This section is from the book "Dart's Treatise On The Law And Practice Relating To Vendors And Purchasers Of Real Estate", by J. Henry Dart . Also available from Amazon: A treatise on the law and practice relating to vendors and purchasers of real estate.
Delivery of abstract.
(g) Farrer v. Lacy Hartland, (1886) 31 Ch. D. 42.
(h) Mcmanus v. Fortescue, 1907, 2 K. B. 1.
(i) Compton v. Bagley, 1892, 1 Ch. 313; 61 L. J. Ch. 113.
(k) Sag. 14th ed. 406; Home v. Wingfield, (1841) 3 Sco. N. R. 340; 10 L. J. C. P. 295.
(l) Southby v. Hutt, (1837) 2 My. & C. 207; Sherwin v. Shahspear, (1854) 5 D. M. & G. 517; 23 L. J. Ch. 177, 899; Upperton v. Nicholson, (1871) 6 Ch. 436; 40 L. J. Ch. 401.
(m) Upperton v. Nicholson, sup.
When the lots are small, and the title is voluminous, it may be well to stipulate that no purchaser, whose aggregate purchase-money shall not amount to a specified sum, shall be entitled to an abstract, (or an abstract going back beyond a certain date,) except at his own expense; but in such case it may be prudent to state that a full abstract will be deposited with the vendor's solicitor, or elsewhere, for inspection by purchasers and their solicitors. By the L. P. Act, 1925, s. 45 (5), it is provided that on a sale of any property in lots, a purchaser of two or more lots, held wholly or partly under the same title, shall not have a right (in the absence of express stipulation) to more than one abstract of the common title, except at his own expense. Although a purchaser pays for his own conveyance, it may sometimes be desirable to preclude a purchaser of several lots from requiring separate conveyances; which, as it is conceived, he may require, if not so precluded.
Restriction of porchaser's right to abstract.
Where he buys several lots under the same title.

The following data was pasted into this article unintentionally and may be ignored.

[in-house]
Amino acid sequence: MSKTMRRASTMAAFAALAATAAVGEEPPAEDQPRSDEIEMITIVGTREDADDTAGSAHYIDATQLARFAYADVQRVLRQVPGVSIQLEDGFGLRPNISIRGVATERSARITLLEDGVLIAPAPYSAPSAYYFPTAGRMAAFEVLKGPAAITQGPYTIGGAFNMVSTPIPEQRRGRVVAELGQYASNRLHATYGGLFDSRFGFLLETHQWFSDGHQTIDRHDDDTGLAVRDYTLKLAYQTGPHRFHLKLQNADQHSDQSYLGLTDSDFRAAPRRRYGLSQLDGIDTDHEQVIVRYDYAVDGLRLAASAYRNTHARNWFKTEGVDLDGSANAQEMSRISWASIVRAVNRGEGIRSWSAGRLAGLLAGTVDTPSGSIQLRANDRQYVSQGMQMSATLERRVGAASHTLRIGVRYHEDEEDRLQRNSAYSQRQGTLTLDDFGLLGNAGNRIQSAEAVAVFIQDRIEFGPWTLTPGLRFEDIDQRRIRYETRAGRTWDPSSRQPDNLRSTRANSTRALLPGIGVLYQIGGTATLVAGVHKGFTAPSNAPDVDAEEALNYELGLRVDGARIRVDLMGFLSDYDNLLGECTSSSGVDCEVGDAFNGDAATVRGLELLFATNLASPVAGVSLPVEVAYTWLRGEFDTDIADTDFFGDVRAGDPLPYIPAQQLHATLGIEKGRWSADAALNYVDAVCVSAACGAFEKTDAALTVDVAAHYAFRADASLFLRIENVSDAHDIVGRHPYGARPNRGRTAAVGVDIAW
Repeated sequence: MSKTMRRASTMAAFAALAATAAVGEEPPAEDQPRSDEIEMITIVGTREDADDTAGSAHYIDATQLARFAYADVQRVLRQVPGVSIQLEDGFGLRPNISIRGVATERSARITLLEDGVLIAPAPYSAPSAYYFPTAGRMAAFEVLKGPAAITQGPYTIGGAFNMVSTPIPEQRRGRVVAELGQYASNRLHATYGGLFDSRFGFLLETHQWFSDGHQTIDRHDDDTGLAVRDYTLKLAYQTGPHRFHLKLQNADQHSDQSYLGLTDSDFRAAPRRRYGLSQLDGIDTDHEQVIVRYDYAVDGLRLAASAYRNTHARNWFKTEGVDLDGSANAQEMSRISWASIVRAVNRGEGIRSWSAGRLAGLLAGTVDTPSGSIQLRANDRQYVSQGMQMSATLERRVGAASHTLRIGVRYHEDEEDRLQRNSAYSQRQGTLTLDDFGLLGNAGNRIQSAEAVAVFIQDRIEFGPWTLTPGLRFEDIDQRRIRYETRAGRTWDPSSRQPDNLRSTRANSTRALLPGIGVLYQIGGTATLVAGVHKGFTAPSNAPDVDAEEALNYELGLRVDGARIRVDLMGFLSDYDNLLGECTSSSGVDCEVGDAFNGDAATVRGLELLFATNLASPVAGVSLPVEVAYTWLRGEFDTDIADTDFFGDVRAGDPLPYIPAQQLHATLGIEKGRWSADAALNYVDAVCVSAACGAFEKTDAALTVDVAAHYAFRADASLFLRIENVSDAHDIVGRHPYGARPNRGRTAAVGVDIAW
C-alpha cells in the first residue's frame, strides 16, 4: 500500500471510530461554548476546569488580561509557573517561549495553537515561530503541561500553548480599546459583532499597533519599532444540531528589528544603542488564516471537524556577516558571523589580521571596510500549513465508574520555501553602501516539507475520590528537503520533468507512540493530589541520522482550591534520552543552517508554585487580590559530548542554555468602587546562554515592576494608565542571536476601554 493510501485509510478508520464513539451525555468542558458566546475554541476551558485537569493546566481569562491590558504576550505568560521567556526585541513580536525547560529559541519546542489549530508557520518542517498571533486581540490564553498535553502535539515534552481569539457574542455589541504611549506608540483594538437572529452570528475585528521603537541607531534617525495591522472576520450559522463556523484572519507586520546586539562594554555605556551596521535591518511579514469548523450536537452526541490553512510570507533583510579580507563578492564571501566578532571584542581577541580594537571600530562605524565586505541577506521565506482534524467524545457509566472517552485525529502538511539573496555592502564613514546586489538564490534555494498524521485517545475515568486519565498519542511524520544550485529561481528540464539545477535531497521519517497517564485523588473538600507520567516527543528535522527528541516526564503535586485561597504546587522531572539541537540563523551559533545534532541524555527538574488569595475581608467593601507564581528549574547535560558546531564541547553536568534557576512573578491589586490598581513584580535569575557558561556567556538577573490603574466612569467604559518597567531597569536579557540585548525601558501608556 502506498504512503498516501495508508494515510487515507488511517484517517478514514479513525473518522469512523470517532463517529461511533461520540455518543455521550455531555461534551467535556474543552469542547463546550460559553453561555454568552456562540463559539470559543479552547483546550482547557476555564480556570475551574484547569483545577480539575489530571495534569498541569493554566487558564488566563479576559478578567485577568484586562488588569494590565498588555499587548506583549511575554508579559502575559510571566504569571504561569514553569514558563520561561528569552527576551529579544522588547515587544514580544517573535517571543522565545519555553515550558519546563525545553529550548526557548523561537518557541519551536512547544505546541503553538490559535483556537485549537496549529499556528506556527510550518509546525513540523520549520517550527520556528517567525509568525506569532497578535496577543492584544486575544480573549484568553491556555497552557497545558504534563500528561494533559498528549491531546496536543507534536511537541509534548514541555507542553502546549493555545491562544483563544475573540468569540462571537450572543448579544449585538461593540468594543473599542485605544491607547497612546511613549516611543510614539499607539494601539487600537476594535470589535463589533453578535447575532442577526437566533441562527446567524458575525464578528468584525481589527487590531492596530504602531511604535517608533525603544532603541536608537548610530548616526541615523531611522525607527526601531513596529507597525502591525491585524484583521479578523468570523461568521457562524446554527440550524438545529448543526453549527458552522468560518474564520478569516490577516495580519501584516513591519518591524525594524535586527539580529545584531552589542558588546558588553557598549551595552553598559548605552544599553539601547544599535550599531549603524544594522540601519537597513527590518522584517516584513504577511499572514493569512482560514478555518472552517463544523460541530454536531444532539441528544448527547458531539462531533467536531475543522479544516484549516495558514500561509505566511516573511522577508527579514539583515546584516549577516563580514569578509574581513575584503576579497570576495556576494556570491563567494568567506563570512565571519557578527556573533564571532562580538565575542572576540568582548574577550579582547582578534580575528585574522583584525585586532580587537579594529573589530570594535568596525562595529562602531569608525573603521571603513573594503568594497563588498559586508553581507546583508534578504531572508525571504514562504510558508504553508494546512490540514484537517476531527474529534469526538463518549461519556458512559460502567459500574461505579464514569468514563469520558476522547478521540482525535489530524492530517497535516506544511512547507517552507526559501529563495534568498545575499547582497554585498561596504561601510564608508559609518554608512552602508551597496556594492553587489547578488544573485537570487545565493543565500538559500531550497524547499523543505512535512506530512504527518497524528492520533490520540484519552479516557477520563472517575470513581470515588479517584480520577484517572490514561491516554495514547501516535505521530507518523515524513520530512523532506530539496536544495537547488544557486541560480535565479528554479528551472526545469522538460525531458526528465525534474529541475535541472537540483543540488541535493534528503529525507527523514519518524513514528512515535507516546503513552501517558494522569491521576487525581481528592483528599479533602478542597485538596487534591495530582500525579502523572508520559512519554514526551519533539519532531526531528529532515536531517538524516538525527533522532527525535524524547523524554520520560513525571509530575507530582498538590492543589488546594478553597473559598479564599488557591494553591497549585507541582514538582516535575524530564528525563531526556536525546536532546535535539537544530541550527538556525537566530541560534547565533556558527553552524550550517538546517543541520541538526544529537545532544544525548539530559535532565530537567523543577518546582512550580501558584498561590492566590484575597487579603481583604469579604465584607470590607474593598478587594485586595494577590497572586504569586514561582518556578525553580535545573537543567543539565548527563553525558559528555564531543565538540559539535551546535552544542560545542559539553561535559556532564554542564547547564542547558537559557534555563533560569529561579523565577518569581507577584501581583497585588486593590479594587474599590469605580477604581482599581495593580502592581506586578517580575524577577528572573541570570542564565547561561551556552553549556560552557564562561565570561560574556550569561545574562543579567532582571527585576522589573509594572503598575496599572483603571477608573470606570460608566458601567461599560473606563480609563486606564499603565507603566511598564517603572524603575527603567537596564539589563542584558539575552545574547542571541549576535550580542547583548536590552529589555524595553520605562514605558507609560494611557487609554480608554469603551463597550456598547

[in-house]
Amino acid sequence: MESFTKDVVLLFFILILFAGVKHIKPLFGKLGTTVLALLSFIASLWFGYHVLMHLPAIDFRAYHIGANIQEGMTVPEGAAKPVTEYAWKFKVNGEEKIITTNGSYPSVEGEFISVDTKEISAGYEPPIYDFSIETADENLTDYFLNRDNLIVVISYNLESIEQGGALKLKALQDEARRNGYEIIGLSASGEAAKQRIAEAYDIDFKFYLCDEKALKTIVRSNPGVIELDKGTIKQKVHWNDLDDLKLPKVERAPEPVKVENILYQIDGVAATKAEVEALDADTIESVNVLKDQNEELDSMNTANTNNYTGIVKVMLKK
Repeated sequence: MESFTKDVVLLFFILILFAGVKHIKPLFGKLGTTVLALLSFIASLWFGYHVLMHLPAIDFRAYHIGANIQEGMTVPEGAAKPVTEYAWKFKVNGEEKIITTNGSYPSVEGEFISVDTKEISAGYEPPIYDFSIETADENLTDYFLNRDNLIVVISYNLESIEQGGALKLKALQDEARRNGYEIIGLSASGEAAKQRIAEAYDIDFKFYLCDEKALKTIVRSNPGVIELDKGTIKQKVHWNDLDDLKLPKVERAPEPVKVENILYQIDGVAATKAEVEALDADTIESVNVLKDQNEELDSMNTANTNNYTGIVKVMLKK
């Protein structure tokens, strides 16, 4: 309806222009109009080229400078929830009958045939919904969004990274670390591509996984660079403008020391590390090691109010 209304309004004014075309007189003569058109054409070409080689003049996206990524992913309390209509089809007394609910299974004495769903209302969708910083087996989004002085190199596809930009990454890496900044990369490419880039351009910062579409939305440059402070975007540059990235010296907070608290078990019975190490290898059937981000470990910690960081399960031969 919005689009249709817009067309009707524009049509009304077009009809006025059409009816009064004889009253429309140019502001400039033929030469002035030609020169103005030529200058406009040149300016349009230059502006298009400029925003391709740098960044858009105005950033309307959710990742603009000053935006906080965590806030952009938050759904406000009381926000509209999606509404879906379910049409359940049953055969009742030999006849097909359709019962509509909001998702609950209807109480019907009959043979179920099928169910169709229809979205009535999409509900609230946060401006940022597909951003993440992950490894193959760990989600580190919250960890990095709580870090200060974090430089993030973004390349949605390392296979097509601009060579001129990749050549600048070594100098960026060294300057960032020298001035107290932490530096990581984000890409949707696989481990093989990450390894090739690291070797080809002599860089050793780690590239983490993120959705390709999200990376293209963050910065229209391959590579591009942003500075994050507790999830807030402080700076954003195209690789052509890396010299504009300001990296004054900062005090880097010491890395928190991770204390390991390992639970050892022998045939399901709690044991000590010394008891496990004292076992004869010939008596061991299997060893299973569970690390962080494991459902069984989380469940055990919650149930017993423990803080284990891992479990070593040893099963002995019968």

If any other condition refers to "the delivery of the abstract," this, in any question as to time, will be held to mean the delivery of a perfect abstract (n): i.e., an abstract as perfect as the vendor could furnish at the time of delivery (o); though it may be ,an abstract of a defective title (p); and if it contains, with sufficient fulness, the effect of every instrument (q) which constitutes the title, it will be deemed sufficient to satisfy the condition; and time will begin to run against the purchaser as from the date of its delivery (r). An abstract as,delivered is presumed to be perfect, unless the contrary is shown (s).
"Abstract" means "perfect abstract."
(n) Hobson v. Bell, (1839) 2 Beav. 17; 8 L. J. N. S. Oh. 241; see inf. p. 283.
(o) Morley v. Cook, (1842) 2 Ha. at p. 111; 12 L. J. Ch. 136.
(p) Blackburn v. Smith, (1848) 2 Ex. 783; 18 L. J. Ch. 187; Want v. Stallibrass, (1873) L. R. 8 Ex. 175, 179; 42 L. J. Ex. 108; Pryce-jones v. Williams, 1902, 2 Ch. at p. 521; 71 L. J. Oh. 762.
(q) I.e., the instrument and its effect, not merely a recital of it on some other instrument; see Re Stamford, Spalding and Knight, 1900, 1 Ch. at p. 290; 69 L. J. Ch. 127.
(r) Oakden v. Pike, (1865) 34 L. J. Ch. 620.